Presidential Fellow looks to the future – and the past
Colleen Cheverko has always been fascinated by the study of humans, but it wasn’t until halfway through her undergraduate career that she decided to study anthropology. Now, the Ohio State PhD graduate and former Presidential Fellow has a completed dissertation under her belt and is off to the University of California at Merced to continue her research as a postdoctoral fellow. She answers a few questions about her education below.
How did you decide to study anthropology?
I stumbled into anthropology as a sophomore at Binghamton University when I took a course called "Bones, Bugs, and Forensic Science," because a friend was taking it and it sounded cool. I couldn't believe how interesting biological anthropology was. I realized I could easily double major while still graduating on time, but I still had no plans to study it after college even though I was more involved in research in anthropology instead of psychology (my other major). During my senior year, I decided I would apply to grad school for anthropology because I liked the research I was already doing as an undergraduate and wanted to continue it.
As part of her dissertation, Cheverko conducted field work in Alaska, California and Missouri.
How did the graduate program fit into your career goals?
As a graduate student in the Department of Anthropology, I was encouraged to publish, teach, apply to grants and continue to create long-term research plans. It helped set me up to apply to postdocs and other academic positions, which falls within my long-term career goal to teach at a four-year university, while continuing research.
What do you study?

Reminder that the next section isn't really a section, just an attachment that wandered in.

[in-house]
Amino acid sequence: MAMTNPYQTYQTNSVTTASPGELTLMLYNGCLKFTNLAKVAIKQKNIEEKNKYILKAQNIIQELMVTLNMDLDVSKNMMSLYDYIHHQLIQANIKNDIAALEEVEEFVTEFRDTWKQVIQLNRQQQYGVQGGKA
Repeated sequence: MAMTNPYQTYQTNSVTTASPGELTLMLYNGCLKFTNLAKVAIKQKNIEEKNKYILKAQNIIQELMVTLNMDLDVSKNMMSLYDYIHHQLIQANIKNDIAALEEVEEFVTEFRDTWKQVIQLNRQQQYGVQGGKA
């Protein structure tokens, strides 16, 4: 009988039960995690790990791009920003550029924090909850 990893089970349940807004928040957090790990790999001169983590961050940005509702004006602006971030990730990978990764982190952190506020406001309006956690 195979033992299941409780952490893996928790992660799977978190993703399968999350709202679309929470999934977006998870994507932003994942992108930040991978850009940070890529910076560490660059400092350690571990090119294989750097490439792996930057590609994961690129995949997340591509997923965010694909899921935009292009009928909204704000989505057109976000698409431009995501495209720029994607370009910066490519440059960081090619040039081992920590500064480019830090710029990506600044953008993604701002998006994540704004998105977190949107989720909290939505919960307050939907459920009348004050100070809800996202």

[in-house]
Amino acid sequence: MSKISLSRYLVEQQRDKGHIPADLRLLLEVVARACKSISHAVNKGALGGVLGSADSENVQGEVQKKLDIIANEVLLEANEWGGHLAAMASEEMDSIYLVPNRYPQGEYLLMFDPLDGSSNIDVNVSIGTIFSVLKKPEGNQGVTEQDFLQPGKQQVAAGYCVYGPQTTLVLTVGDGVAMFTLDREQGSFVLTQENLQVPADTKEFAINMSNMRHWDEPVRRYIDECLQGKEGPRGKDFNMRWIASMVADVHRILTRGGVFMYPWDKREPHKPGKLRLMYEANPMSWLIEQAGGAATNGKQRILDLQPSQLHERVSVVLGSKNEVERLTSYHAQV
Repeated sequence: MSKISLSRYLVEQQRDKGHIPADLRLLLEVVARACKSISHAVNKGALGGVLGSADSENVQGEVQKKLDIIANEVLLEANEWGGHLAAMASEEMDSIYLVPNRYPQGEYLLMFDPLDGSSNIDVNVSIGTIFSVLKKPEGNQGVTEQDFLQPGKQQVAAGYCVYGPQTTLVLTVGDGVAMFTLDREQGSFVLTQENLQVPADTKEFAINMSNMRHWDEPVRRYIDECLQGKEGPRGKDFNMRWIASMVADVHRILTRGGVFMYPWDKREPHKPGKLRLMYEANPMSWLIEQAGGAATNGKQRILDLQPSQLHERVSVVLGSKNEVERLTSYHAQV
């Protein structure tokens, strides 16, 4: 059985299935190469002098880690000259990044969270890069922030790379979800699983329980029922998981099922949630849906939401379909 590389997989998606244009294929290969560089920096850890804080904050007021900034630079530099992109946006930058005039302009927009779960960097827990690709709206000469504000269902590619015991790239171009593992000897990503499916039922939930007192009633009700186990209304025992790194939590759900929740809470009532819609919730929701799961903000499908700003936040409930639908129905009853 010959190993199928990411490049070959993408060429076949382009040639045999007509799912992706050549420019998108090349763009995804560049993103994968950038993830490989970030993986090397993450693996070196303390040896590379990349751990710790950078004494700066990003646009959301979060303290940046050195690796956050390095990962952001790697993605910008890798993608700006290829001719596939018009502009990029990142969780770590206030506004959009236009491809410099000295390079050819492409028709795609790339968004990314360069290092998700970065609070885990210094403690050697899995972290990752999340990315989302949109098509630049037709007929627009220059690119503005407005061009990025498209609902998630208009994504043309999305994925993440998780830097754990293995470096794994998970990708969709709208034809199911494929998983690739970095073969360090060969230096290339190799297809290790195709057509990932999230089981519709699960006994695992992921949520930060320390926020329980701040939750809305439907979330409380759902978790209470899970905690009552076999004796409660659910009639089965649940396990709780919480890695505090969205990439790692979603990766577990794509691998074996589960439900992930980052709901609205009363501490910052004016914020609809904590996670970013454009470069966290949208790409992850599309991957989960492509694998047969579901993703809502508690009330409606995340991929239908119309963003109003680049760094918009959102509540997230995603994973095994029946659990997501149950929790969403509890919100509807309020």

I study associations between childhood stress experiences and adult mortality risk using skeletal remains. I recorded stress markers and estimated age-at-death for about 400 individuals for my dissertation research using museum collections from prehistoric California, prehistoric Alaska, and an anatomical sample from about 150 years ago to try to identify broad-scale patterns between the three contexts, if they exist. I was awarded the Presidential Fellowship to support dissertation writing for this project. It gave me the freedom this past summer to finish my dissertation.
Why should we study anthropology?
There are applications for anthropology in everything — from everyday interactions with friends or strangers to working with major corporations.
Our ability to understand people and translate differences into similarities is one part of anthropology that I think has the most real-world applications.
What advice would you give to incoming students?
Figure out what interests you and find opportunities to study those interests. Find faculty and other students who share your interests and try to work with them. For undergraduates, explore a couple of different aspects of anthropology before deciding what you want to focus on, because anthropology includes so many different topics and they're all interesting.
“There are applications for anthropology in everything,” says recent @OSUanthro grad Colleen Cheverko. #ASCDaily